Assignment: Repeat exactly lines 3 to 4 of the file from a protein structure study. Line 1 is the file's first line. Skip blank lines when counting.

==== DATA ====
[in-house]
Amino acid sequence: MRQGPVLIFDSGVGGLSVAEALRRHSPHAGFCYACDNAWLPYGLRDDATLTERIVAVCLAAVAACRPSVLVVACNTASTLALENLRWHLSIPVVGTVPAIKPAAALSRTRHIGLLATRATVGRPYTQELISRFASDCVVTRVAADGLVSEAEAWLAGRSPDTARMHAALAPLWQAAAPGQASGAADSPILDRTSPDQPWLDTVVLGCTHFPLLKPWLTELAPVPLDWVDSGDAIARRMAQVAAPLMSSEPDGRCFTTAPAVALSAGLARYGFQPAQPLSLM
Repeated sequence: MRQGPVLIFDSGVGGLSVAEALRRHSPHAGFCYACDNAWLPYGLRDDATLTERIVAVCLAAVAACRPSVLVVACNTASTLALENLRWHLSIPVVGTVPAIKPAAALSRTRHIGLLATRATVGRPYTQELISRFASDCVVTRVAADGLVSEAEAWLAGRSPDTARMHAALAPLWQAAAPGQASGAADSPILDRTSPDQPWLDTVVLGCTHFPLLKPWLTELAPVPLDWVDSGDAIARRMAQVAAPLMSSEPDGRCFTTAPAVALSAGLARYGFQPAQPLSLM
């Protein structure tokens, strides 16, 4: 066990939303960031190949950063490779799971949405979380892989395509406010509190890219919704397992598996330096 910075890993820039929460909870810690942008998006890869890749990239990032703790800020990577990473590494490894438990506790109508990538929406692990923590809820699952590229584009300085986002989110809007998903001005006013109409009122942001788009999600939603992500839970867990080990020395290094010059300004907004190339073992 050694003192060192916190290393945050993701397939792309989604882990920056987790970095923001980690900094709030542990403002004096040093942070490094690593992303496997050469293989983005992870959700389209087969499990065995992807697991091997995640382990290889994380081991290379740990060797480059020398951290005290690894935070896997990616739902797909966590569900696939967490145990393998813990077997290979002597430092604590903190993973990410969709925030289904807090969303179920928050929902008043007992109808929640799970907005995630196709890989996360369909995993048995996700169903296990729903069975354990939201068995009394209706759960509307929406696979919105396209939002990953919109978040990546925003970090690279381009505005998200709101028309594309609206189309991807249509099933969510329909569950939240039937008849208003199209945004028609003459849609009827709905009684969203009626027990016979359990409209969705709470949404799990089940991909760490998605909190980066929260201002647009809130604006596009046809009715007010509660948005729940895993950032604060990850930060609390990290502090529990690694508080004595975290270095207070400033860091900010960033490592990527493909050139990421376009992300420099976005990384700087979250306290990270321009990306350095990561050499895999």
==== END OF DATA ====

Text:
Repeated sequence: MRQGPVLIFDSGVGGLSVAEALRRHSPHAGFCYACDNAWLPYGLRDDATLTERIVAVCLAAVAACRPSVLVVACNTASTLALENLRWHLSIPVVGTVPAIKPAAALSRTRHIGLLATRATVGRPYTQELISRFASDCVVTRVAADGLVSEAEAWLAGRSPDTARMHAALAPLWQAAAPGQASGAADSPILDRTSPDQPWLDTVVLGCTHFPLLKPWLTELAPVPLDWVDSGDAIARRMAQVAAPLMSSEPDGRCFTTAPAVALSAGLARYGFQPAQPLSLM
């Protein structure tokens, strides 16, 4: 066990939303960031190949950063490779799971949405979380892989395509406010509190890219919704397992598996330096 910075890993820039929460909870810690942008998006890869890749990239990032703790800020990577990473590494490894438990506790109508990538929406692990923590809820699952590229584009300085986002989110809007998903001005006013109409009122942001788009999600939603992500839970867990080990020395290094010059300004907004190339073992 050694003192060192916190290393945050993701397939792309989604882990920056987790970095923001980690900094709030542990403002004096040093942070490094690593992303496997050469293989983005992870959700389209087969499990065995992807697991091997995640382990290889994380081991290379740990060797480059020398951290005290690894935070896997990616739902797909966590569900696939967490145990393998813990077997290979002597430092604590903190993973990410969709925030289904807090969303179920928050929902008043007992109808929640799970907005995630196709890989996360369909995993048995996700169903296990729903069975354990939201068995009394209706759960509307929406696979919105396209939002990953919109978040990546925003970090690279381009505005998200709101028309594309609206189309991807249509099933969510329909569950939240039937008849208003199209945004028609003459849609009827709905009684969203009626027990016979359990409209969705709470949404799990089940991909760490998605909190980066929260201002647009809130604006596009046809009715007010509660948005729940895993950032604060990850930060609390990290502090529990690694508080004595975290270095207070400033860091900010960033490592990527493909050139990421376009992300420099976005990384700087979250306290990270321009990306350095990561050499895999």